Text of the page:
This post and the comments are meant to be light-hearted (for once). A friend posted on Facebook a poster of N.T. Wright with the caption, "I don't always read the Bible, but when I do, I read it with 1st century eyes and 21st century questions." To be quite honest, I'm not sure what the point was of the poster. Is this supposed to be a good thing? (I think so.) But what about the, "I don't always read the Bible" part? Isn't that supposed to be a bad thing? (Especially for a bishop.)
But never mind all that. The inspiration came after that, when a commentator asked, "What would a 1st century question be?"
It's sometimes fun to take things like that with absolute literalness, and my answer was that a 1st century question would be, "Do Gentile Christians have to be circumcised?" Then I got on a short roll:
A 2nd century question would be, "Was Jesus a gnostic teacher?"
A 3rd century question would be, "Is the Holy Spirit still giving direct prophetic revelation?"
A 4th century question would be, "Is the Son of the same substance with the Father?"
A 5th century question would be, "Is Mary the Mother of God?"
Then Rome fell, and things got kinda rough, so a 6th century question would be, "Is that my crust of stale bread or yours?"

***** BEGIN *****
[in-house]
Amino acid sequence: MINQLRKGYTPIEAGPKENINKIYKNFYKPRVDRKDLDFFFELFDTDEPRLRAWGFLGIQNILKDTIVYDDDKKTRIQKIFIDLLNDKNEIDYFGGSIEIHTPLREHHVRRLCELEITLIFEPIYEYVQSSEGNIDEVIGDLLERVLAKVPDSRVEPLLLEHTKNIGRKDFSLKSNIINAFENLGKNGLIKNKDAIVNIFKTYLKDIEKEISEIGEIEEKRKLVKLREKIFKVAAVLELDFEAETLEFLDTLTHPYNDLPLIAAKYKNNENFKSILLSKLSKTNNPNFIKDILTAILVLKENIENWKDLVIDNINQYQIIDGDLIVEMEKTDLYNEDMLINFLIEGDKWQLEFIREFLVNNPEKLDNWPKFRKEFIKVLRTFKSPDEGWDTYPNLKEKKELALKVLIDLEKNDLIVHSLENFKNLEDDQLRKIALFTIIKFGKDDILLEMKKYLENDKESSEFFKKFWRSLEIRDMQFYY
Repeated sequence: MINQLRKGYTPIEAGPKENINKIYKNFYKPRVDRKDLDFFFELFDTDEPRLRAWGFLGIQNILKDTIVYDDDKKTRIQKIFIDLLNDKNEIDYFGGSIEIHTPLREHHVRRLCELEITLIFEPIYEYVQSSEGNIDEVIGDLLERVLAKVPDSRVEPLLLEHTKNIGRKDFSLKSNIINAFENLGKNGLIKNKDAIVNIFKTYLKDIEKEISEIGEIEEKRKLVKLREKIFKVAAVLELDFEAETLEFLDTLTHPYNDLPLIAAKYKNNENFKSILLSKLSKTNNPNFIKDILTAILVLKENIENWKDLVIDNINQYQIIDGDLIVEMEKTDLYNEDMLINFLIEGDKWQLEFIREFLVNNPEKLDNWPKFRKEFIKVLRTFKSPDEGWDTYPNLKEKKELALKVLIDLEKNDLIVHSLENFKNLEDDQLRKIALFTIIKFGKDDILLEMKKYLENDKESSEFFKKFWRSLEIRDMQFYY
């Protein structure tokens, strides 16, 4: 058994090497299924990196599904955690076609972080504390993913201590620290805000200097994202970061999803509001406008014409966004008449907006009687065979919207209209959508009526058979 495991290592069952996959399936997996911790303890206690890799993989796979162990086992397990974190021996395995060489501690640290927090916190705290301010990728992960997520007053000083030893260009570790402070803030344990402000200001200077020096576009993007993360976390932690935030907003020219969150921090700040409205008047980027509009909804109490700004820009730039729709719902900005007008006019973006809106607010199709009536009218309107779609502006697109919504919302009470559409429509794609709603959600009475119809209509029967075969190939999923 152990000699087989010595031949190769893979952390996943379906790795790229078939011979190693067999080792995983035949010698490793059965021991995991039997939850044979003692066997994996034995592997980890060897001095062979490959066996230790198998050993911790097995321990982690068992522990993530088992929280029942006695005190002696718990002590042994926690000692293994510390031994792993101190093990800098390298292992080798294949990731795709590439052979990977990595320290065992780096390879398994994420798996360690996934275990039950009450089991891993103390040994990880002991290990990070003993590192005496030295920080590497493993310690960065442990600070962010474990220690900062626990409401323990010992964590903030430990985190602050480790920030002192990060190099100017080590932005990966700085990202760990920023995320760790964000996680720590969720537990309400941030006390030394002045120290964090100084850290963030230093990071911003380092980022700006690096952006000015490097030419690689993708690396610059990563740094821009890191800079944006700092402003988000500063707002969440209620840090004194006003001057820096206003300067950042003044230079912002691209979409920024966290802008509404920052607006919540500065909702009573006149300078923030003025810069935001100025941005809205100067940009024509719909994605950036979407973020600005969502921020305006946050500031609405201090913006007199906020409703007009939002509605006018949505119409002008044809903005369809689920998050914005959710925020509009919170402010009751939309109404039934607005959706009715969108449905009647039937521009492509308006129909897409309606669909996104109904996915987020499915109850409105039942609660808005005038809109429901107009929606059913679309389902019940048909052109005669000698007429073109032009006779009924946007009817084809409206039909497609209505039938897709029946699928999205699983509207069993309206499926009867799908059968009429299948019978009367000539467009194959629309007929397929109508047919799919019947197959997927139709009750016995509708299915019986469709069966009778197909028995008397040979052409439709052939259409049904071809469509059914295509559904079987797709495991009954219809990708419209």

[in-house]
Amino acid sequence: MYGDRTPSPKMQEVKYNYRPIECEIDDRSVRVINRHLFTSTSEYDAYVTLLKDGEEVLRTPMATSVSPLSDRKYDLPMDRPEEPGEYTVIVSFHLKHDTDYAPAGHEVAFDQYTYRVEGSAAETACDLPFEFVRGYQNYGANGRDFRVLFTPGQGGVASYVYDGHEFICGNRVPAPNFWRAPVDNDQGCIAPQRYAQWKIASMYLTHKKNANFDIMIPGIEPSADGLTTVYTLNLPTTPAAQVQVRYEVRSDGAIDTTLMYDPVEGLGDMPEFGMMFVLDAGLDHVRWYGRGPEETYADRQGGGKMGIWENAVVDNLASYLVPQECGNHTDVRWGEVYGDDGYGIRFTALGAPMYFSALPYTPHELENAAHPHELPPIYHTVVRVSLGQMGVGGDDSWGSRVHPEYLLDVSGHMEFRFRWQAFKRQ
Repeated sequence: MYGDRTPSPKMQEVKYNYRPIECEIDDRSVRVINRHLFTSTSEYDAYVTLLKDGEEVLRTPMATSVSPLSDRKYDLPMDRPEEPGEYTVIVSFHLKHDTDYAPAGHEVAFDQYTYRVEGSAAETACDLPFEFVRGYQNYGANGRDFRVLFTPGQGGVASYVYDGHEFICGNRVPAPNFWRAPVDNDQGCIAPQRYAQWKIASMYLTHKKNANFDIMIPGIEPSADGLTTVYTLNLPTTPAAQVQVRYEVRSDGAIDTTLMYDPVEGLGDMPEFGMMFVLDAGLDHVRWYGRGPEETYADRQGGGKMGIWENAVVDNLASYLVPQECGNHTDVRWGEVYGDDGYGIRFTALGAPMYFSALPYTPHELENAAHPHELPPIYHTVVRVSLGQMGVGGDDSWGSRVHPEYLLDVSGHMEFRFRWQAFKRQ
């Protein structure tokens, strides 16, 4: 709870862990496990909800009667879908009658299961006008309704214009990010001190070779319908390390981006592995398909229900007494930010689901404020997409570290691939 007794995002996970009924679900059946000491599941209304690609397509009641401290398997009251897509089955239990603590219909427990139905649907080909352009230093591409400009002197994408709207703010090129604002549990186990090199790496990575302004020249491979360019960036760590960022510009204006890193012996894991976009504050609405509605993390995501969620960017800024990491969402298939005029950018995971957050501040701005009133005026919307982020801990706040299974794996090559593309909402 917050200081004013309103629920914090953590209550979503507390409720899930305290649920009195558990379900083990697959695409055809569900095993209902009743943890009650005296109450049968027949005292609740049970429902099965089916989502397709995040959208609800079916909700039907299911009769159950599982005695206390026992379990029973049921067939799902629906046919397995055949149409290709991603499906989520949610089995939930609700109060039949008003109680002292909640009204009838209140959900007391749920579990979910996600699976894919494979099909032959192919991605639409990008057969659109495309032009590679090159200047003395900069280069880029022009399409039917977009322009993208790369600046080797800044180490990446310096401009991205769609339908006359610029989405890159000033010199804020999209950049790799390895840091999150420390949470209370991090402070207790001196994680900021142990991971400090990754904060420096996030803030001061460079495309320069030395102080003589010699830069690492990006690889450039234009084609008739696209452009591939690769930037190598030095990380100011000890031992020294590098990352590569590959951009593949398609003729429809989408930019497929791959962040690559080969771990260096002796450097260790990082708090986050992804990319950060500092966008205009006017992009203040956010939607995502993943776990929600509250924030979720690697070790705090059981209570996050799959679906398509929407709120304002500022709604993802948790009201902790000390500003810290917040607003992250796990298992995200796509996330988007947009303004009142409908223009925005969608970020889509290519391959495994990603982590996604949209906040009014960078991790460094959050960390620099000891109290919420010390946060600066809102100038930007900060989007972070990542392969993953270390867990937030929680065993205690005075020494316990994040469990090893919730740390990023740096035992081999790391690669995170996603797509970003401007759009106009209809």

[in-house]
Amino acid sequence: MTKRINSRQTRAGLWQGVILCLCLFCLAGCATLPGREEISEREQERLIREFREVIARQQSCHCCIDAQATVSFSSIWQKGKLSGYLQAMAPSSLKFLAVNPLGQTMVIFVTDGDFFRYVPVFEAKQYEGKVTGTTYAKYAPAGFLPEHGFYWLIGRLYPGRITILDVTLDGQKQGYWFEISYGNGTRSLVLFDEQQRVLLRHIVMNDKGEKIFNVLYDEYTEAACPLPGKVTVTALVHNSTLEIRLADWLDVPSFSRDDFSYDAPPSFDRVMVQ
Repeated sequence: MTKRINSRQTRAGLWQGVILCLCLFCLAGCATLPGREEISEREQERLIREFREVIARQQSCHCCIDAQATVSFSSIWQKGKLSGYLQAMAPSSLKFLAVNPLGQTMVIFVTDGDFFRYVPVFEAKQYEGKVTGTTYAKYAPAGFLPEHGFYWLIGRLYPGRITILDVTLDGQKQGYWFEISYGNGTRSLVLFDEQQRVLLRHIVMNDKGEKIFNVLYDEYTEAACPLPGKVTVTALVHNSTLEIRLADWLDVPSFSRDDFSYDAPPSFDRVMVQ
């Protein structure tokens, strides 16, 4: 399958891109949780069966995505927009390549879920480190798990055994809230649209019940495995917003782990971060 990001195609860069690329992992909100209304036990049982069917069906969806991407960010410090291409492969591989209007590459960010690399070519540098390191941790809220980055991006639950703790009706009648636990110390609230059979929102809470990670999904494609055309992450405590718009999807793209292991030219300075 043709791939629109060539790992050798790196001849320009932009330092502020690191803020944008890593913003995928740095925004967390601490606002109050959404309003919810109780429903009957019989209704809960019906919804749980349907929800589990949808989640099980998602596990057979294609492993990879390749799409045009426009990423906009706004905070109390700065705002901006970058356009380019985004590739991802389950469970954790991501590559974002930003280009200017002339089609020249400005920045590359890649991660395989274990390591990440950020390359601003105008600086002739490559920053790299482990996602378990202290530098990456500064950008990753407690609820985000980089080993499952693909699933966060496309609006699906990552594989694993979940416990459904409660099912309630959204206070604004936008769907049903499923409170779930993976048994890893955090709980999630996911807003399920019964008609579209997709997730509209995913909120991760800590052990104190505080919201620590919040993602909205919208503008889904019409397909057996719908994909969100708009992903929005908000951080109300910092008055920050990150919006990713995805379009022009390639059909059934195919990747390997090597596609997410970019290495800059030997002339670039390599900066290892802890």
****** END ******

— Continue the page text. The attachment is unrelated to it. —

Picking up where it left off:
By the 7th century in England they had recovered enough to debate energetically over burning questions like, "How should monks be tonsured?" and "What is the correct date of Easter?"
Okay, readers, you get the picture. I realize I'm making it tough for you by stopping just there. That's just where I ran out of steam. Up until then I'd been able to do it off the top of my head with just an occasional Google check to make sure that the Council of Ephesus really did take place in the 5th century and the Synod of Whitby in the 7th. (No, I didn't remember the names of all the councils, but I remembered what they were debating.) I don't think I could keep going quite so effortlessly from the 8th century through about the 12th, and by the 13th century there are almost too many questions being debated to choose from.
So readers, have fun. Try to think of a question for a century that was actually being discussed by Christians in the West during that time period. You can also go back and add one to a century already mentioned above.
Please: This is not an invitation actually to debate these questions among ourselves. This is, for once, an invitation to do something fun. (Yes, I did chicken out on the 6th century, though I found a funny substitute for a real question. You can fill that one in if you think of something good.)